Submitted to: Journal of Applied Microbiology
Publication Type: Peer Reviewed Journal
Publication Acceptance Date: 10/4/2005
Publication Date: 4/20/2006
Citation: Jesse, T.W., Englen, M.D., Pittenger, L.G., Cray, P.J. 2006. Two distinct mutations in gyra lead to ciprofloxacin and nalidixic acid resistance in campylobacter coli and campylobacter jejuni isolated from chickens and beef cattle. Journal of Applied Microbiology. 100(4):682-688.
Interpretive Summary: Campylobacter is the most common cause of acute bacterial diarrhea in humans worldwide. The emergence of strains resistant to antimicrobials used to treat humans has become a major concern. The drug ciprofloxacin is frequently prescribed to treat Campylobacter infections. In this study, the molecular mechanisms that confer resistance in Campylobacter to ciprofloxacin and the related antimicrobial, nalidixic acid, were examined. Most of the strains resistant to both these drugs had specific mutations in a gene known as gyrA. The role of a recently described intracellular drug pump known as cmeB was also investigated but it did not appear to contribute significantly to the development of resistance. Resistant strains with an unknown mechanism of resistance were also identified. We conclude that resistance to nalidixic acid and ciprofloxacin can be conferred by multiple mechanisms. This work provides valuable new information on the mechanisms of antimicrobial resistance in a major bacterial pathogen. It will be useful to producers, regulatory agencies, and researchers studying antimicrobial resistance.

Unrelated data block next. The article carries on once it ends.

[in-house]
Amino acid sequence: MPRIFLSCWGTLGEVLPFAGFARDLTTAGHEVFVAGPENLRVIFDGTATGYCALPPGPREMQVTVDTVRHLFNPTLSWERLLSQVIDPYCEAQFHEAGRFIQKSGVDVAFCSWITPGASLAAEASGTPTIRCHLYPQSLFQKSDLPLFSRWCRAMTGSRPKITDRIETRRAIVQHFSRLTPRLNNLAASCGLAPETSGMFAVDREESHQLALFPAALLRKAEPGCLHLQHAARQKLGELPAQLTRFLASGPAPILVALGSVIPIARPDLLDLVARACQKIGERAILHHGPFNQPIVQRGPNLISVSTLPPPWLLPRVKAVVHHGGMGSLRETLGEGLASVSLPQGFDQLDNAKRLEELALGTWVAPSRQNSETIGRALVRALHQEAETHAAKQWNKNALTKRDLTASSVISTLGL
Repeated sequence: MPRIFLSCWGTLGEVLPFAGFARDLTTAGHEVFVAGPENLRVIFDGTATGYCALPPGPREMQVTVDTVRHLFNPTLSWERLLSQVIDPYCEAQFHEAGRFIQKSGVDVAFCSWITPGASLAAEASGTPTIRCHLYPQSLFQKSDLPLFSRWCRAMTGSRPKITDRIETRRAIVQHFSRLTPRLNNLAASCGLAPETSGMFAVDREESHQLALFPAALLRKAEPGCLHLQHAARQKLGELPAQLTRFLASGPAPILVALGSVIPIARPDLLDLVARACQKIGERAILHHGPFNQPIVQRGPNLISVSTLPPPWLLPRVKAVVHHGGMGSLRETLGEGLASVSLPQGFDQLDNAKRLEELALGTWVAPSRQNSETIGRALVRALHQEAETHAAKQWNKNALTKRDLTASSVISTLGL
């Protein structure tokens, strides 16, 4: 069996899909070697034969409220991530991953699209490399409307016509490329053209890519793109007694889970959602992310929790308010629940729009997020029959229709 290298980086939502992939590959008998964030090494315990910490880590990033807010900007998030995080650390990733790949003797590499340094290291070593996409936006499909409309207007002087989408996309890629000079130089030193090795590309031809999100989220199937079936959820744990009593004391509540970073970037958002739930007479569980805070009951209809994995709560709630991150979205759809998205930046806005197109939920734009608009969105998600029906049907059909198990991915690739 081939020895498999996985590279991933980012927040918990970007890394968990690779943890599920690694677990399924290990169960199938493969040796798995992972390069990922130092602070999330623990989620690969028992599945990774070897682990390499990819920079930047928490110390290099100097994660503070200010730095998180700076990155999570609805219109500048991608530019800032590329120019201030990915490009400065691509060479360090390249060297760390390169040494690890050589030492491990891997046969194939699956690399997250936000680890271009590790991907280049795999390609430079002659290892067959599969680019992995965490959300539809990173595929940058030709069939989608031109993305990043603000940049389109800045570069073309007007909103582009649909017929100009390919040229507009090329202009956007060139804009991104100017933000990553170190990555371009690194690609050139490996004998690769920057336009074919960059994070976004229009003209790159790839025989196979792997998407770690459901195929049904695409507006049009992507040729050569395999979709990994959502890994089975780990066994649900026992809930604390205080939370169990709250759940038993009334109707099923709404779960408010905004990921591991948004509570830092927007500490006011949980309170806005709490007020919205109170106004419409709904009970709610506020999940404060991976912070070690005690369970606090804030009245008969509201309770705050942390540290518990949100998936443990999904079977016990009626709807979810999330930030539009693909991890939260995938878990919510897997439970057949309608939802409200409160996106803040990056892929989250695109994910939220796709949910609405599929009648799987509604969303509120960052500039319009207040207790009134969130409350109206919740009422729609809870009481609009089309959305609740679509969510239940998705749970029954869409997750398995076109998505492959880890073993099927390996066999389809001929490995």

Technical Abstract: Aims:The aim of this study was to identify point mutations in the gyrA quinolone resistance determining region (QRDR) of Campylobacter coli and Campylobacter jejuni that confer nalidixic acid (NAL) resistance without conferring cross-resistance to ciprofloxacin (CIP). In addition, the role of cmeB in quinolone resistance was examined. Methods: Point mutations in the QRDR of gyrA from C. coli and C. jejuni isolates were identified by direct sequencing. The potential contribution of the Campylobacter multidrug efflux pump (CmeB) to CIP and NAL resistance in these isolates was determined by PCR for the cmeB gene. Results: All isolates with minimum inhibitory concentrations (MICs) greater than or equal to 4 µg/ml for CIP and greater than or equal to 32 µg/ml for NAL possessed a missense mutation leading to substitution of Ile for Thr at codon 86. Three isolates with a missense mutation leading to a Thr86Ala substitution had MICs < 4 µg/ml for CIP and greater than or equal to 32 µg/ml for NAL. Twelve isolates were PCR-negative for cmeB, indicating a lack of the cmeB gene. Five of the twelve isolates had MICs of greater than or equal to 4 µg/ml for CIP and greater than or equal to 32 µg/ml for NAL and had the Thr86Ile mutation; three were not resistant to CIP or NAL. The remaining four cmeB-negative isolates had MICs < 4 µg/ml for CIP and greater than or equal to 32 µg/ml for NAL. However, no gyrA mutations were detected. Conclusions: These data confirm that Thr86Ile mutations lead to ciprofloxacin and nalidixic acid cross-resistance. However, resistance to nalidixic acid alone was conferred by a single Thr86Ala mutation. The absence of cmeB did not affect nalidixic acid resistance in four of the isolates studied, suggesting that other mechanisms may play a role in quinolone resistance in Campylobacter.